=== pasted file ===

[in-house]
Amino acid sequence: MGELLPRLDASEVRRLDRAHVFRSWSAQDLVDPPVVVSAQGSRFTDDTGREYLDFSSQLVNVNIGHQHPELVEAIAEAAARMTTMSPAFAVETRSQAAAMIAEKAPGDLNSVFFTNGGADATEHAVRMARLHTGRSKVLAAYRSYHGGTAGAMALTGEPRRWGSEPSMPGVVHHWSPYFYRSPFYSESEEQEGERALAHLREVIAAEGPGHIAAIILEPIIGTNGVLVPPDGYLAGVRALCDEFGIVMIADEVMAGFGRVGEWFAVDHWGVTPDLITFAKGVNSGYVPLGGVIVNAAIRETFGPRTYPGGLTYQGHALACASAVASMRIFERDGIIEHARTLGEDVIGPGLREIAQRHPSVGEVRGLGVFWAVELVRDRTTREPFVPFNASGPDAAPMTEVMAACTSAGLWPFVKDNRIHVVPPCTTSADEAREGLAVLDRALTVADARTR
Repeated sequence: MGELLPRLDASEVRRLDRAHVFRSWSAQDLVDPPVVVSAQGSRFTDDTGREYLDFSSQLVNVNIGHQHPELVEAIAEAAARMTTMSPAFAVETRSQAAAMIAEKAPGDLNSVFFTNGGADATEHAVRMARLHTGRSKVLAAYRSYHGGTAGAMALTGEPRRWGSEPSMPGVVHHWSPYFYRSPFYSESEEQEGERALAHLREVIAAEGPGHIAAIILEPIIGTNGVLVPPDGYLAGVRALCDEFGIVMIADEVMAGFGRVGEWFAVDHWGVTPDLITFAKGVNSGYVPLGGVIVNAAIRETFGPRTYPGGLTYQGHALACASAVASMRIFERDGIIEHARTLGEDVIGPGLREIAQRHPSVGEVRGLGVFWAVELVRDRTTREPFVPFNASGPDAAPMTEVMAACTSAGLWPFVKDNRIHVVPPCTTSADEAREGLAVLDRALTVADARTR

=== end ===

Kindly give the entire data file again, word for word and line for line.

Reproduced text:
[in-house]
Amino acid sequence: MGELLPRLDASEVRRLDRAHVFRSWSAQDLVDPPVVVSAQGSRFTDDTGREYLDFSSQLVNVNIGHQHPELVEAIAEAAARMTTMSPAFAVETRSQAAAMIAEKAPGDLNSVFFTNGGADATEHAVRMARLHTGRSKVLAAYRSYHGGTAGAMALTGEPRRWGSEPSMPGVVHHWSPYFYRSPFYSESEEQEGERALAHLREVIAAEGPGHIAAIILEPIIGTNGVLVPPDGYLAGVRALCDEFGIVMIADEVMAGFGRVGEWFAVDHWGVTPDLITFAKGVNSGYVPLGGVIVNAAIRETFGPRTYPGGLTYQGHALACASAVASMRIFERDGIIEHARTLGEDVIGPGLREIAQRHPSVGEVRGLGVFWAVELVRDRTTREPFVPFNASGPDAAPMTEVMAACTSAGLWPFVKDNRIHVVPPCTTSADEAREGLAVLDRALTVADARTR
Repeated sequence: MGELLPRLDASEVRRLDRAHVFRSWSAQDLVDPPVVVSAQGSRFTDDTGREYLDFSSQLVNVNIGHQHPELVEAIAEAAARMTTMSPAFAVETRSQAAAMIAEKAPGDLNSVFFTNGGADATEHAVRMARLHTGRSKVLAAYRSYHGGTAGAMALTGEPRRWGSEPSMPGVVHHWSPYFYRSPFYSESEEQEGERALAHLREVIAAEGPGHIAAIILEPIIGTNGVLVPPDGYLAGVRALCDEFGIVMIADEVMAGFGRVGEWFAVDHWGVTPDLITFAKGVNSGYVPLGGVIVNAAIRETFGPRTYPGGLTYQGHALACASAVASMRIFERDGIIEHARTLGEDVIGPGLREIAQRHPSVGEVRGLGVFWAVELVRDRTTREPFVPFNASGPDAAPMTEVMAACTSAGLWPFVKDNRIHVVPPCTTSADEAREGLAVLDRALTVADARTR